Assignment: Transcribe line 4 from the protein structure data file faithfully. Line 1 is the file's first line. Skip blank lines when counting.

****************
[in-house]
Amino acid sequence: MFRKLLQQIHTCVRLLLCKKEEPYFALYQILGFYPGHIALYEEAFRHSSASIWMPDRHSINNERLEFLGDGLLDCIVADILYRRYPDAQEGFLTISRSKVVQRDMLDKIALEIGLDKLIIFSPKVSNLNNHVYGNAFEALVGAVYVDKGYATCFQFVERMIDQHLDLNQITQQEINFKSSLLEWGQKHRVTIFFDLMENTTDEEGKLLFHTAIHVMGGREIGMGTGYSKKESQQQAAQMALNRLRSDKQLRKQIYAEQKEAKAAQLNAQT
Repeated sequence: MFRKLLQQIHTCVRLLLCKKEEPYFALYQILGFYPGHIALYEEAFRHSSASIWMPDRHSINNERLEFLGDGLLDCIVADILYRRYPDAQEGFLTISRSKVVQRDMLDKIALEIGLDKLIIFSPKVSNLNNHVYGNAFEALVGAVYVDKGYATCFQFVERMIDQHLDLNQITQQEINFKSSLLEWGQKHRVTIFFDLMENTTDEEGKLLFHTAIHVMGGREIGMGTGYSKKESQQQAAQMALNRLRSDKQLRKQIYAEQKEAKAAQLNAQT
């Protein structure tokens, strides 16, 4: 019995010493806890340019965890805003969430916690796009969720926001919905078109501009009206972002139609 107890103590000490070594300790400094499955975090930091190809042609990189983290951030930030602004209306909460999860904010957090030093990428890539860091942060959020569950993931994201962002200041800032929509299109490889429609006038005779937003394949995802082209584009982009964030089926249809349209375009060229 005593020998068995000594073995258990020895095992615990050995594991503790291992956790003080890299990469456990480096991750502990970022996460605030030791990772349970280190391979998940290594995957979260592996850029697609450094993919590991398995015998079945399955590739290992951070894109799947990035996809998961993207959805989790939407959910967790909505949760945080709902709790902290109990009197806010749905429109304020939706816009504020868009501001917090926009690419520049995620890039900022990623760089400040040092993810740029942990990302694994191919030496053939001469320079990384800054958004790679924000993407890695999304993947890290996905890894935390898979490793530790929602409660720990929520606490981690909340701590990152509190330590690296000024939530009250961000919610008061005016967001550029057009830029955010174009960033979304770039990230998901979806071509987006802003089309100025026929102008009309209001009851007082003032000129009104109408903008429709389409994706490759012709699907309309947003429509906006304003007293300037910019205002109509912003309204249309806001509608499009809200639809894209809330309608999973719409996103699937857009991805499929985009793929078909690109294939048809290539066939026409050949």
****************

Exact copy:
């Protein structure tokens, strides 16, 4: 019995010493806890340019965890805003969430916690796009969720926001919905078109501009009206972002139609 107890103590000490070594300790400094499955975090930091190809042609990189983290951030930030602004209306909460999860904010957090030093990428890539860091942060959020569950993931994201962002200041800032929509299109490889429609006038005779937003394949995802082209584009982009964030089926249809349209375009060229 005593020998068995000594073995258990020895095992615990050995594991503790291992956790003080890299990469456990480096991750502990970022996460605030030791990772349970280190391979998940290594995957979260592996850029697609450094993919590991398995015998079945399955590739290992951070894109799947990035996809998961993207959805989790939407959910967790909505949760945080709902709790902290109990009197806010749905429109304020939706816009504020868009501001917090926009690419520049995620890039900022990623760089400040040092993810740029942990990302694994191919030496053939001469320079990384800054958004790679924000993407890695999304993947890290996905890894935390898979490793530790929602409660720990929520606490981690909340701590990152509190330590690296000024939530009250961000919610008061005016967001550029057009830029955010174009960033979304770039990230998901979806071509987006802003089309100025026929102008009309209001009851007082003032000129009104109408903008429709389409994706490759012709699907309309947003429509906006304003007293300037910019205002109509912003309204249309806001509608499009809200639809894209809330309608999973719409996103699937857009991805499929985009793929078909690109294939048809290539066939026409050949």